Patricia O'Connell, executive director at Sistering, a west-end charity-run women's shelter not far from where the woman was found dead, confirmed the woman, named Chrystal, had stayed there in the past.
"We're all just devastated. We were best friends and she goes "miss you girl, you're amazing" and she goes 'I'm going over to the bins'".
It is unclear how the woman, who is in her 30s, became trapped inside the bin. Ventura blinked back tears when discussing Chrystal's tragic death.
The department received a call around 1:40 a.m. and arrived to find the woman "injured and unconscious", according to a tweet by the Toronto Police Operations Centre. She was attended to by emergency personnel, who performed CPR on her, but she was subsequently pronounced dead on the scene.
If it's not feasible for an organization to remove their bins within the time frame, Townsend says they're asked to put locks on the containers.
The location of the boxes.
"They are set up in a way to make it hard for people to have access to the inside of the box but obviously (they are) not safe enough".
He expects the review won't take long, but did not indicate a specific timeline for completion and recommendations to be acted upon.
Police made the discovery in a box near Dovercourt Road and Bloor Street.
"We are saddened at this bad and tragic incident", media relations and communications manager Daniel Koren said in an email to CBC Toronto.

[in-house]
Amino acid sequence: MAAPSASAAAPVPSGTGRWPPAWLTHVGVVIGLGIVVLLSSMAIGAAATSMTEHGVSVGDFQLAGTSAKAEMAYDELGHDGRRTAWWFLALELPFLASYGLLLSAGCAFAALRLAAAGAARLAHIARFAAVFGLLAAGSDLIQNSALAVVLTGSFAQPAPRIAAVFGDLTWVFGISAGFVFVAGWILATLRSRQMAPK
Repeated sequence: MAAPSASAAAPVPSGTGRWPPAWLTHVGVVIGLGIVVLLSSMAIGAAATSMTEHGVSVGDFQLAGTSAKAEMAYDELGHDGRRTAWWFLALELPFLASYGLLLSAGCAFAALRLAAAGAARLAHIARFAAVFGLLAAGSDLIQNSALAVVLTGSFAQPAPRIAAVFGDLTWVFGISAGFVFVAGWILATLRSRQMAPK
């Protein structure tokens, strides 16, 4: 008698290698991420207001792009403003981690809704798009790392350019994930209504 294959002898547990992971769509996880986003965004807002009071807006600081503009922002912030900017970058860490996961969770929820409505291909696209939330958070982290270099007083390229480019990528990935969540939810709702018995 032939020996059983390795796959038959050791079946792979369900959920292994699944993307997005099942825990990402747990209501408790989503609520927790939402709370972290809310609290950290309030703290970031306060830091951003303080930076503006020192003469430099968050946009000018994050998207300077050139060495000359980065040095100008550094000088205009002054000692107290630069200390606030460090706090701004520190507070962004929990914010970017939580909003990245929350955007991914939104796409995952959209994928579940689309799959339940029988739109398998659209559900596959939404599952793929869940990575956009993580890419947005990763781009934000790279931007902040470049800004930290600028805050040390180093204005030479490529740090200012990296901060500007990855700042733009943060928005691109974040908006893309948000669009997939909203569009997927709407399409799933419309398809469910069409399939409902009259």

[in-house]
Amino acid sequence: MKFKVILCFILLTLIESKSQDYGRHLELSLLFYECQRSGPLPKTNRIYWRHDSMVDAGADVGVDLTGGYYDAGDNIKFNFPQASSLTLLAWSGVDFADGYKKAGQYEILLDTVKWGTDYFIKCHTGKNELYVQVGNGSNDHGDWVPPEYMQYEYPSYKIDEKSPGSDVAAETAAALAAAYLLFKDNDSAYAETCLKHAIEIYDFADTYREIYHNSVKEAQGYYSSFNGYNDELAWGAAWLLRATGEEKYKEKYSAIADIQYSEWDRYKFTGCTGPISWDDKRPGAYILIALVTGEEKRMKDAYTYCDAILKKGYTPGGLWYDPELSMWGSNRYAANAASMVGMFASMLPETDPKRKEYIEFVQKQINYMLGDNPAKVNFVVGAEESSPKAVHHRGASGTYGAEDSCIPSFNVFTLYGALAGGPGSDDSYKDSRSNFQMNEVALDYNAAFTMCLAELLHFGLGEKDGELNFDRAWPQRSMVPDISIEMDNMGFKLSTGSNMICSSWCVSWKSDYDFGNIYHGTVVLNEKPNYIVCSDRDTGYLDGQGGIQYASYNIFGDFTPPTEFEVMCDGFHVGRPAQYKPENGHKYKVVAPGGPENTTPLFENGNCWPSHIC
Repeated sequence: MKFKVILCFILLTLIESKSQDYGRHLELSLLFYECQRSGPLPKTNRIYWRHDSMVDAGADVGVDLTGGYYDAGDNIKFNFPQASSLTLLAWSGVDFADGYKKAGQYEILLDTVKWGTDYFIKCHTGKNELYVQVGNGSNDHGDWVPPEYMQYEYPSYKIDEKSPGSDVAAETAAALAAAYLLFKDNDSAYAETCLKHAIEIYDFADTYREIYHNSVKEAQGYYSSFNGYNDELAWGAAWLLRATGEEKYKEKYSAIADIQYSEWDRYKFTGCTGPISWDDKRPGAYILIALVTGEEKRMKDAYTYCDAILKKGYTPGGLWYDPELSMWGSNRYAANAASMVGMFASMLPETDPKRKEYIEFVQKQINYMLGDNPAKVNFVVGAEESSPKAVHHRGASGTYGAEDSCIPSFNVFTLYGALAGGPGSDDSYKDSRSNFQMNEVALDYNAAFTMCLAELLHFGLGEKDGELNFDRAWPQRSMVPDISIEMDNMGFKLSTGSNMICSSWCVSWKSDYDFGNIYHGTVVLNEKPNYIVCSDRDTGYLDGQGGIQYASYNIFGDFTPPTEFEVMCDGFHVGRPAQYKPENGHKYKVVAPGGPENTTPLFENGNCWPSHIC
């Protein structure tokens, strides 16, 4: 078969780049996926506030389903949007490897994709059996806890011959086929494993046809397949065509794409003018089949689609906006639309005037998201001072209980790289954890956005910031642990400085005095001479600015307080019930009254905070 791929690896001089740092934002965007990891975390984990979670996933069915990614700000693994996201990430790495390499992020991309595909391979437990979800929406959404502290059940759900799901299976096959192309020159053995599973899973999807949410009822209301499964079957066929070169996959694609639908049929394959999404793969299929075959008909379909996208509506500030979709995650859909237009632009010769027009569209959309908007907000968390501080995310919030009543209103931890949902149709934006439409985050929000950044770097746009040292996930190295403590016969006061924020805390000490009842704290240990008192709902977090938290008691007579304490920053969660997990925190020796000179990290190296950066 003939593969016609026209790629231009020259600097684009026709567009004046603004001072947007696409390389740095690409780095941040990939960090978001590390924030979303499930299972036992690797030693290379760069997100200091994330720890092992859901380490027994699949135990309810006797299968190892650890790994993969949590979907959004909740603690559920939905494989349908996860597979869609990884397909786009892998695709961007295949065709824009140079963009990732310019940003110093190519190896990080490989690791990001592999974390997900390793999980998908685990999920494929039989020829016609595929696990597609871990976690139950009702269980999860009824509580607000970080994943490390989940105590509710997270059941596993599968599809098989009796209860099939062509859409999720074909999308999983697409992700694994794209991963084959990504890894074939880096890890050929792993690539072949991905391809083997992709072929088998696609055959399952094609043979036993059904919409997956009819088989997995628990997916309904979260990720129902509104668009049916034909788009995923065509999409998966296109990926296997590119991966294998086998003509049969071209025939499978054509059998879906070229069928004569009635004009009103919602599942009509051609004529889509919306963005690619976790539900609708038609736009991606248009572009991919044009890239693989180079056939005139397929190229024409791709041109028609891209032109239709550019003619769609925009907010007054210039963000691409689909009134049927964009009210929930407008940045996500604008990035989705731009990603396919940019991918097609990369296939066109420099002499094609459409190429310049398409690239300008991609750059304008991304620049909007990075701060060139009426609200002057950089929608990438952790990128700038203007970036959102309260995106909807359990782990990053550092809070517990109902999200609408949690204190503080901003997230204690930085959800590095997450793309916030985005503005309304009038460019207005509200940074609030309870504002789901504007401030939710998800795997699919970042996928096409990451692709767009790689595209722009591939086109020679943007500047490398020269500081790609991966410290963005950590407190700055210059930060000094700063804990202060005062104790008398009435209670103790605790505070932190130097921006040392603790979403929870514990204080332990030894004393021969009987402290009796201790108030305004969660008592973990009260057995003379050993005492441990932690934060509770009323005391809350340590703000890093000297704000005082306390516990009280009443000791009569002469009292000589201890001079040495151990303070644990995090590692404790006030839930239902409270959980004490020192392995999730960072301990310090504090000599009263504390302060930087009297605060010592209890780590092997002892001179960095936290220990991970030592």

It's not the first time a person has died after being trapped in a clothing donation box in Canada.
Why the woman had tried to get in the bin is unknown.
"We will continue to work with our bin manufacturer, municipal authorities, design experts and community partners to formalize and promote the adoption of industry-wide safety standards to keep our communities safe", stated the press release. Being held upside down for long periods can also be fatal in itself; the victim can asphyxiate from the pressure of their organs weighing down on their lungs, or they can suffer a stroke as blood pools in their head.
With critics referring to the bins as "death traps", charities and municipalities are taking drastic action to prevent more fatalities.
Vancouver Fire Rescue spokesperson Jonathan Gormick.
Last week, Vancouver shut down clothing donation bins in the wake of a man's death. She said something must be done about the bins' safety risk. They said they're investigating it as "a death by misadventure".